Year 9 Wide Reading Review – GONE

By Vincent Lam 9K

First of all, picture this; it’s a normal day in Southern California, 2008 when suddenly – poof! In an instant, teachers disappear in mid-sentence, cars suddenly without their drivers, classrooms half empty and parents at home vanishing; without so much as a puff of smoke. By creating a world of fantasy where kids reign supreme, struggle for power soon ensues and society begins to break down.

Gone – a fiction novel by Michael Grant incorporates all of these elements when suddenly everybody over the age of 15 disappears from the sleepy seaside town of Perdido Beach. If that wasn’t odd enough, an impossible egg-shaped force-field also forms around Perdido Beach and isolates it from the outside world – if there was one left.

As the novel progresses, we meet the kids responsible for the future outcome of Perdido Beach; with the hero Sam Templeton, and his friends Quinn, Edilio and Astrid responsible for keeping the town of Perdido Beach under control. In charge of the young children without parents is “Mother” Mary who works at the local preschool with her younger brother John; Mary however has an eating disorder and takes pills which forces her to throw up the food she eats. Another member of the Perdido Beach community is the highly respected Albert, who opens the local McDonald’s and feeds the local kids. From there, a flash convoy of sleek black cars from the nearby Coates Academy creeps into town and the out of it comes the charismatic, charming Caine Soren. From there, battles to the death ensue as the struggle for power grows stronger, kids go hungry and Perdido Beach is never the same again.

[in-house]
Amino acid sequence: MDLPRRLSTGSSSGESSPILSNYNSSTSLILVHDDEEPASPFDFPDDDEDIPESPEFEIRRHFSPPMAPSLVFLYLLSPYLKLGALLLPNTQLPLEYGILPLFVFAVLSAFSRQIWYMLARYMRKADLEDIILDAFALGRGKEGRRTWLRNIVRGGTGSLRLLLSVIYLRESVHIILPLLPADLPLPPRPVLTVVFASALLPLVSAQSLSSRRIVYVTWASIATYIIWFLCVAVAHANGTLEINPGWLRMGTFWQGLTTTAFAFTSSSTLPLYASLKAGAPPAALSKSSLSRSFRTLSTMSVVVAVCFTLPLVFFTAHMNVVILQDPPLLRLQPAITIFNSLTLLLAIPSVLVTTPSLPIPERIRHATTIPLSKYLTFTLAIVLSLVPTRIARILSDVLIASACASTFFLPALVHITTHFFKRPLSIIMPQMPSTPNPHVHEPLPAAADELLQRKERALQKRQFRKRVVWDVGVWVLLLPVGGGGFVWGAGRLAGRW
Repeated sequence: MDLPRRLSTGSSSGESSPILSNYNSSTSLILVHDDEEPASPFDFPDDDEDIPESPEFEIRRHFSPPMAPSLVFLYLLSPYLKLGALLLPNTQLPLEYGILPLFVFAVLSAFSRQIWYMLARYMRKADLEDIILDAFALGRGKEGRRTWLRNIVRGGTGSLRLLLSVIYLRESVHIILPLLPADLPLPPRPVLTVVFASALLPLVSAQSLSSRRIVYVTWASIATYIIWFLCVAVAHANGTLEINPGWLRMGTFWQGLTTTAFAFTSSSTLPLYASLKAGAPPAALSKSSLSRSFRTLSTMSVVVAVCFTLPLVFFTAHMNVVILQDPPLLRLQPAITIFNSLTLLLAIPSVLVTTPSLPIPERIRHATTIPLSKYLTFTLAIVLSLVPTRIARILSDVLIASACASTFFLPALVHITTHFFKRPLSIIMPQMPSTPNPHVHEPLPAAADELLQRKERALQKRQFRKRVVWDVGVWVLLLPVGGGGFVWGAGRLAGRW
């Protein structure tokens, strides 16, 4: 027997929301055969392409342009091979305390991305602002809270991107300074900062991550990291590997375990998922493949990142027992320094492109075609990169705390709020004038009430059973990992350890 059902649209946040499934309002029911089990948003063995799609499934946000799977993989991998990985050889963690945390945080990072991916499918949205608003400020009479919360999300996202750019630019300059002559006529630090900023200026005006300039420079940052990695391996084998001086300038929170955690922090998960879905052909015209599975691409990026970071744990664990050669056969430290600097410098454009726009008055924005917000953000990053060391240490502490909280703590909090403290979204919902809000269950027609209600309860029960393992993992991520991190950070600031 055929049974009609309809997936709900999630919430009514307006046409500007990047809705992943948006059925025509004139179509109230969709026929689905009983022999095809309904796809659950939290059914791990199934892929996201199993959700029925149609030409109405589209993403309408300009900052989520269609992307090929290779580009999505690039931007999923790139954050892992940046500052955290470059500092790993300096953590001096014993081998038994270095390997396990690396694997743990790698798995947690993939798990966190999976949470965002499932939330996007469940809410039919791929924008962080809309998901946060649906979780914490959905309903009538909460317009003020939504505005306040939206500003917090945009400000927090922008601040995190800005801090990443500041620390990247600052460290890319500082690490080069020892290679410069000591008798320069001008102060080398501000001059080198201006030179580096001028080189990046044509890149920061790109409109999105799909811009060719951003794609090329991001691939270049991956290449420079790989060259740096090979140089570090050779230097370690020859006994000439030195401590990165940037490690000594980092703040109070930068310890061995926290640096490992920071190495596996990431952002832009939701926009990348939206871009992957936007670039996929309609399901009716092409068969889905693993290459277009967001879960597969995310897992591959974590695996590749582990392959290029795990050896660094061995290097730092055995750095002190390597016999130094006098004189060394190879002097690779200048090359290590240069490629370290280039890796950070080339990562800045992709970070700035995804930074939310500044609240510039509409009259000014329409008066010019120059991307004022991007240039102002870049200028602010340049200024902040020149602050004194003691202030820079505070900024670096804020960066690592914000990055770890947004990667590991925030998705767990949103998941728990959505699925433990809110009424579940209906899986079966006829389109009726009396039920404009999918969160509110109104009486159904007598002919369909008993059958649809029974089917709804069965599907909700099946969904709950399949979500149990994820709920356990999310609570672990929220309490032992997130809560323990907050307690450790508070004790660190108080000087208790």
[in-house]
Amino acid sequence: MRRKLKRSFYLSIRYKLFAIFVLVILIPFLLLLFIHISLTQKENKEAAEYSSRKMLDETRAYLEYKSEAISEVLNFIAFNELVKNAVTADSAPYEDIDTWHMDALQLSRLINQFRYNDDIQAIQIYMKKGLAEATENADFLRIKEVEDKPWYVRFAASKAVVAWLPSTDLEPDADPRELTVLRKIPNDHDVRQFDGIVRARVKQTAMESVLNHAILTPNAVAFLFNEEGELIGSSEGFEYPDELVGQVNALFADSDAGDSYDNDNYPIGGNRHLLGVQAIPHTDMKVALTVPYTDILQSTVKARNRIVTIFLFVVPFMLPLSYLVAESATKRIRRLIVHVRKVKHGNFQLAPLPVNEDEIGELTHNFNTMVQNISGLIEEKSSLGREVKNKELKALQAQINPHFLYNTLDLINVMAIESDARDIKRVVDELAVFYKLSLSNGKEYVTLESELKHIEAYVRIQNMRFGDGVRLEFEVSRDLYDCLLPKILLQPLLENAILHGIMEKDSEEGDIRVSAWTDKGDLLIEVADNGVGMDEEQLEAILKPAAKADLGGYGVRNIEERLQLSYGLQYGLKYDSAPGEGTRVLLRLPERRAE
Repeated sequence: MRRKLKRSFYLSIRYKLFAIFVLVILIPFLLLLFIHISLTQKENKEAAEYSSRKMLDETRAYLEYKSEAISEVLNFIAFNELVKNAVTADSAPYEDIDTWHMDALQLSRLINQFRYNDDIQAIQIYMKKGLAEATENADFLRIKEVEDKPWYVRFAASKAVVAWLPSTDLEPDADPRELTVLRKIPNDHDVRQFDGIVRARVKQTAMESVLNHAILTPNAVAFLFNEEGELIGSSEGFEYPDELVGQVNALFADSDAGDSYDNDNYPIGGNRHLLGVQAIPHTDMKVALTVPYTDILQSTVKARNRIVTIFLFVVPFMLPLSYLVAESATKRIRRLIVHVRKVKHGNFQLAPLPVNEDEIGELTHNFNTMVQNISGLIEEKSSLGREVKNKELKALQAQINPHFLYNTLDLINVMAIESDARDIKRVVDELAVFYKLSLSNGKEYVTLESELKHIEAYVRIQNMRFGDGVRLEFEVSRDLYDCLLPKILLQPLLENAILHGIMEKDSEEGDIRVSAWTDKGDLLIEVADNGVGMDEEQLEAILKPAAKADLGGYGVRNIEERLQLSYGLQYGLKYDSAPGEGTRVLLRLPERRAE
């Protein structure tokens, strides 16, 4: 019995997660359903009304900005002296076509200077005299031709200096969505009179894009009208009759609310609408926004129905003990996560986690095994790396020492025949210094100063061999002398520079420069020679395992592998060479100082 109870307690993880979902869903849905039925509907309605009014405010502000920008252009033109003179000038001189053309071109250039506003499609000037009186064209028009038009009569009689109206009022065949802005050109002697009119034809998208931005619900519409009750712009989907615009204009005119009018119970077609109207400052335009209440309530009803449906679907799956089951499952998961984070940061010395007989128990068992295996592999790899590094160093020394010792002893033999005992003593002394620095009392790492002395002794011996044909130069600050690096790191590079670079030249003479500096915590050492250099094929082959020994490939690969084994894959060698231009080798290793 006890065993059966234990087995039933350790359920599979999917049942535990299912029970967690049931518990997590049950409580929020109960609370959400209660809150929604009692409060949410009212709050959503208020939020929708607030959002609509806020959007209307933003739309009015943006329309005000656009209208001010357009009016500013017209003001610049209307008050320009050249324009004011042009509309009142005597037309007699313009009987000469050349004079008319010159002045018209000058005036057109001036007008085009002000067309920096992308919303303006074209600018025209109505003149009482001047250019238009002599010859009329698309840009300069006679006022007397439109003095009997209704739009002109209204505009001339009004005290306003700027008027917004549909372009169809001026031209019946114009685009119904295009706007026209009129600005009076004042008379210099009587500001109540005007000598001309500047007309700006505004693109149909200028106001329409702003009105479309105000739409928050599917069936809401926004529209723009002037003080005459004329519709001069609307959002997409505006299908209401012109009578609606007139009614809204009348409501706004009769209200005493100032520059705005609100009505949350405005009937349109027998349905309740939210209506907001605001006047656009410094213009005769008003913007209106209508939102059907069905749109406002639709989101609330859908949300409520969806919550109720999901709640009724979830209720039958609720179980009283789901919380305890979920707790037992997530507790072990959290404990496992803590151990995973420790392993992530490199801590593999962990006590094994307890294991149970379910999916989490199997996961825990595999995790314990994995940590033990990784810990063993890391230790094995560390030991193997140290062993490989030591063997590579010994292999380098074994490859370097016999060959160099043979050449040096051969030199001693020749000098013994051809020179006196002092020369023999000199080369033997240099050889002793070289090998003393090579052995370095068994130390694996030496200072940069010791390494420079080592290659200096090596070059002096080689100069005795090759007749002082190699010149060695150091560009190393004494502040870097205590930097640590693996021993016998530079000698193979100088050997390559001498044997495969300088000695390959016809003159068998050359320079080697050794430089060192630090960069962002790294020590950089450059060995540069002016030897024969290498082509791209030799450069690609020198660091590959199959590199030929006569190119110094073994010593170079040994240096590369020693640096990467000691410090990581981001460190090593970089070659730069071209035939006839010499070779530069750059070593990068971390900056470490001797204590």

To grab the teen reader’s attention, Grant has produced a story which is a version of a video game in itself; throughout the novel the kids of Perdido Beach begin to demonstrate supernatural powers (laser rays shooting from hands, healing hands, super speed) and mutate (Whip Hand [A thug named Drake] and Gravel Boy [A bully called Orc]). With these abilities, violence is brutal and many are killed during skirmishes for power – these points in particular are the elements which grab teen readers and push them to read more. The ending is surprising as it suggests that something evil is going to happen; which gives reason for the author to write a sequel – in this case being Hunger. Since it is set in an actual town, Gone gives teens some food for thought – if they were to own the Earth, it is a lot harder to run than it looks – it makes them more thoughtful and more forward-thinking.

The theme of this novel shows how much family and friends actually mean to one’s self as throughout the novel, it is evident that the young children begin to yearn for their lost parents, friends and older family members. An example of this from page 549 is when Sam is experiencing the moment where he will live, or disappear forever,  “He reacted instinctively, the little boy again, reacted to the ‘mommy’ voice, the ‘obey me’ voice. He reached for her, stretched his hand out to her.”

Personally, I really enjoyed this novel and selected it to read because of recommendations from friends. I have learnt from the novel that too much freedom lays waste to everything and that too much power can also have disastrous consequences. What I liked about the novel was the constant action; it kept me on my toes from the first page till the last. I would recommend this novel as a teen read; more for male readers as violence generally attracts boys; not girls. Since the ending leads onto another novel – Hunger, I actually read it and found it as exciting and fast paced as the first in the series – Gone. To sum this novel up, it was a fantastic read from start to finish.

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